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Libraries and Literary History Landmarks of New York
Item 23 of 28
William Shakespeare had written thirteen comedies, thirteen historical dramas, six tragedies, four tragic comedies and 154 sonnets, that are still read all over the world today. Shakespeare has been a big influence on many writers and education majors for many, many years and will continue to do so. The memorial of William Shakespeare in New York City was sculpted by John Quincy Adams Ward and was unveiled at the end of the Mall in Central Park between two elm trees on April 23, 1872. It was reveled 308 years after Shakespeare's birth.

William Shakespeare's portrait

William Shakespeare's portrait

The statue that sits in Central Park.

The statue that sits in Central Park.
 William Shakespeare was born in April, in the year of 1564. Not much can be said about Shakespeare’s childhood. His father was a local trader before rising in local government in Stratford then failing at that due to misfortunes. Shakespeare married Anne Hathaway in 1582 and had three children. Susanna the oldest and she had two younger siblings, Judith and Hamnet. The boy died at a young age. 
Shakespeare’s first time out in the spotlight is when he plays as an actor and uses the playwright of Robert Greene’s "A Groatsworth of Wilt", from here he would go to London. By 1594, Shakespeare had joined the Chamberlain’s Men, a theater company. It would later be known as the King’s Men. They would perform at the Globe Theater in London, where a lot of Shakespeare’s plays would be performed as well. By the time of Shakespeare’s death in 1616, he had written thirteen comedies, thirteen historical dramas, six tragedies, four tragic comedies and 154 sonnets. He also created words by combining different languages. Shakespeare took the world by a literature storm and his writings and words are still used all over the world today.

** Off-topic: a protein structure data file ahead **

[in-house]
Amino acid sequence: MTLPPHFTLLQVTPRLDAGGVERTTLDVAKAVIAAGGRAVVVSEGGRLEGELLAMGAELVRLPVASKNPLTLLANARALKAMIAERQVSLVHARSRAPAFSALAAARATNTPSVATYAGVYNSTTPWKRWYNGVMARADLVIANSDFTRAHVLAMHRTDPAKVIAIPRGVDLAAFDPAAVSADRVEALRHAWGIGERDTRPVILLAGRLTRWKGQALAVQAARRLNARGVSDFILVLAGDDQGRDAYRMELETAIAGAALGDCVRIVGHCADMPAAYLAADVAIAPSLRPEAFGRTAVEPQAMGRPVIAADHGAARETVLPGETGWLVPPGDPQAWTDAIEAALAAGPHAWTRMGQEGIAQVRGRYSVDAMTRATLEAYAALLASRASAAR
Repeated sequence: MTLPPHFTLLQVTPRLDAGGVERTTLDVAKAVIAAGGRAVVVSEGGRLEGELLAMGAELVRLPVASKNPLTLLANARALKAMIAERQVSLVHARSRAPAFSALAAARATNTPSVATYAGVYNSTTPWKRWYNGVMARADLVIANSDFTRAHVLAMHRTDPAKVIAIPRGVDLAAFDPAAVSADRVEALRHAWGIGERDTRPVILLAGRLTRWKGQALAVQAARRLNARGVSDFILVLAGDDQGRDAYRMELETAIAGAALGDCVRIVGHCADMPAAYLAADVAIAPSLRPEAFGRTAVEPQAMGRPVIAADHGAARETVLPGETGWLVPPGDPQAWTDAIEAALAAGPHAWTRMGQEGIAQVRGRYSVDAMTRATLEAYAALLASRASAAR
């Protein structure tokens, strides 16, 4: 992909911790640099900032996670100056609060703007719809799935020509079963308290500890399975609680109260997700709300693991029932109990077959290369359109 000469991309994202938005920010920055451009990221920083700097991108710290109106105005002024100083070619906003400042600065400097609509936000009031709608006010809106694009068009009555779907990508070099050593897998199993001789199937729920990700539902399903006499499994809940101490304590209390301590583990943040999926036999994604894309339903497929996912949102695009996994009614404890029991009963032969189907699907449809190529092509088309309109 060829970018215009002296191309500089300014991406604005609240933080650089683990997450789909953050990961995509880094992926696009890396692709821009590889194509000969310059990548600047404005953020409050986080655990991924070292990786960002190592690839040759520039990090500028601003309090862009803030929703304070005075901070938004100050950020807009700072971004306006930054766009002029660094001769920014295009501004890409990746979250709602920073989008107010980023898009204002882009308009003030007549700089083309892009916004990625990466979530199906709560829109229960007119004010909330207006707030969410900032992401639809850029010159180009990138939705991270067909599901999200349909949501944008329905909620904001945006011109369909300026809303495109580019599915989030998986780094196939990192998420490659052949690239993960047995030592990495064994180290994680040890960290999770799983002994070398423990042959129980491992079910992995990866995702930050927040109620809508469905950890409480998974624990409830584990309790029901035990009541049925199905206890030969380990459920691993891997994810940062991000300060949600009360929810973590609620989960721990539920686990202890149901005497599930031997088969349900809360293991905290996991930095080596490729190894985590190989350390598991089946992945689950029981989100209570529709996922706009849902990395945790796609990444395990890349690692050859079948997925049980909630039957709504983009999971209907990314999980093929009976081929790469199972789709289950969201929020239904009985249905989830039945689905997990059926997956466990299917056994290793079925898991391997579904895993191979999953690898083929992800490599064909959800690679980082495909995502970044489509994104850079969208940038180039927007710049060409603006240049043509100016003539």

In 1864, actors and managers within a Shakespearean theater got permission from the Central Park’s Board of Commissioners start the construction of a Shakespeare Monument at the end of the Mall between two elm trees. It was not until the end of the Civil War before this project was moved forward. In 1866, John Quincy Adams Ward joined a competition that was held to find someone to sculpt the statue. Ward won the competition. Ward would later be known as “Dean of American Sculptors”. Nine of his sculptures can be found in the parks of New York. There were several benefits to raise money to build the sculpture, one was a performance of Julius Caesar. Ward was able to use images of Shakespeare and details of Elizabethan dress and poses in that time period to capture the essence of William Shakespeare. 

 By 1870, the sculpture was cast at the Robert Wood & Co in Philadelphia. In 1872, the sculpture was unveiled on a temporary base because there were delays with the granite pedestal, that was coming from Scotland. A month later, the temporary base was replaced with the granite pedestal. In 1995, the Central Park Conservancy has paid to restore the memorial throughout the years. 

William Shakespeare. Official Website of the New York City Department of Parks & Recreation. Accessed October 30, 2017.

Brown, John Russell. William Shakespeare. Encyclopedia Britannica. Accessed October 30, 2017.